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Recruiting Intelligence

Avalanche Ahead: Will Your University Be Swept Away

Change is coming to higher education and if you are in its path, you'll be run over. The traditional university is being unbundled. This is one the core theses of this bold and forceful report: An Avalanche is Coming. The authors are Michael Barber, Katelyn Donnelly and Saad Rizvi, all senior education advisors and executives for the education service provider Pearson Corporation. The report makes the case that the next decades could see a golden age of higher education, but only if all players seize the initiative and act ambitiously. We have added a brief video introducing the report by the author below (3 min).

In a nutshell: University leaders need to take control of their own destiny and seize the opportunities open to them through technology to provide broader, deeper and more exciting education. Leaders will need to have a keen eye toward creating value for their students. The report has messages to all stakeholders in higher education.

  • To Universities They Say: Each university needs to be clear about the niches or market segments it wants to serve and how. The traditional multipurpose university with a combination of a range of degrees and a modestly effective research programme has had its day. The traditional university is being unbundled. Some will need to specialise in teaching alone – and move away from the traditional lecture to the multi-faceted teaching possibilities now available (in-class/online hybrids). Even more than today, universities will offer specific models: the elite university • the mass university • the niche university • the local university • the lifelong learning mechanism. These recommendations and predictions appear very similar to the recently published analysis by Ernst & Young on the future of Australian Universities (see Intead blog article: The University of the Future).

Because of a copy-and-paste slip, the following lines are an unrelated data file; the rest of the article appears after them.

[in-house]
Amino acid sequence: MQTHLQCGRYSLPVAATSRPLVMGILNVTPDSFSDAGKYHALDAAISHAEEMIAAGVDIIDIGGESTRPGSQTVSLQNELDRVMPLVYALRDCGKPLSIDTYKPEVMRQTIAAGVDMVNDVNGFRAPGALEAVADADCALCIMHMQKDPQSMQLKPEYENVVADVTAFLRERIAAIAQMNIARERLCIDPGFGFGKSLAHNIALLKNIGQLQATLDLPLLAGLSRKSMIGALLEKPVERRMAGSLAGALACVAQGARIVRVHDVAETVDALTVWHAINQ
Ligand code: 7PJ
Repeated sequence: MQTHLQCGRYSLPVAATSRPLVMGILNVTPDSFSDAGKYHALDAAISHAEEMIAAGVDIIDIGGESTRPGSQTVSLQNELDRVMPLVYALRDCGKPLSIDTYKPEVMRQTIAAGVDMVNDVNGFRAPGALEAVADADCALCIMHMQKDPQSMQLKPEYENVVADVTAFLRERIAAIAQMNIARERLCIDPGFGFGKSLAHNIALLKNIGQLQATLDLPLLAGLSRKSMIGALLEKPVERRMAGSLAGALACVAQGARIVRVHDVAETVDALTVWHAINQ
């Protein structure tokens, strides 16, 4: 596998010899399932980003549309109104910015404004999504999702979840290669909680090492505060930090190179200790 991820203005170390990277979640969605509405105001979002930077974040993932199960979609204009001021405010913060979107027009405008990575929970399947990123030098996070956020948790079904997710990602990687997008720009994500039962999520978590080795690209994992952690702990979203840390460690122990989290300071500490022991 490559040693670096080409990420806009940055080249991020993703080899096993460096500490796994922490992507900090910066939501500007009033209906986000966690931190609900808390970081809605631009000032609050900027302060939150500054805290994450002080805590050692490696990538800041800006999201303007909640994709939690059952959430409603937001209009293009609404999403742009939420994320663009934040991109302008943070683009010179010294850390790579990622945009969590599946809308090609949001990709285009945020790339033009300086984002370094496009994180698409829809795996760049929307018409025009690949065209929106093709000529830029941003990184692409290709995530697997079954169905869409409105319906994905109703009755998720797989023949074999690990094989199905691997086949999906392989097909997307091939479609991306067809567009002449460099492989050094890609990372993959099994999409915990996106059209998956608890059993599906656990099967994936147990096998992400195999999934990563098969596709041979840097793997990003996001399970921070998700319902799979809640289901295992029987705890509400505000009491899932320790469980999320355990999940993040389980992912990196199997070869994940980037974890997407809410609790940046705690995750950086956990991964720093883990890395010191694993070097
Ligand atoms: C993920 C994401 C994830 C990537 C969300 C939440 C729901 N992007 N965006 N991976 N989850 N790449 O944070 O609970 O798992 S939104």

• To Governments They Say: Rethink your regulatory regime in an era when university systems are global rather than national.
  • To Students and Citizens They Say: Find your unique path and seize the opportunity to learn and re-learn throughout your lives. Be ready to take personal responsibility both for yourself and the world around you. Every citizen is a potential student and a potential creator of employment.

The value of education is indisputable. Achieving a degree, measured in lifetime earnings, has significantly more value than completing high school. But the authors state that it is not clear that this will continue for all time and all degrees. Larry Summers, former Harvard President, mentions in the report's preamble that, "the fundamental question in An Avalanche is Coming is whether a university education is a good preparation for working life and citizenship in the 21st century, or more precisely, whether it will continue to be seen as good value, given the remorsefuless rise in the cost of a university education over the recent decades."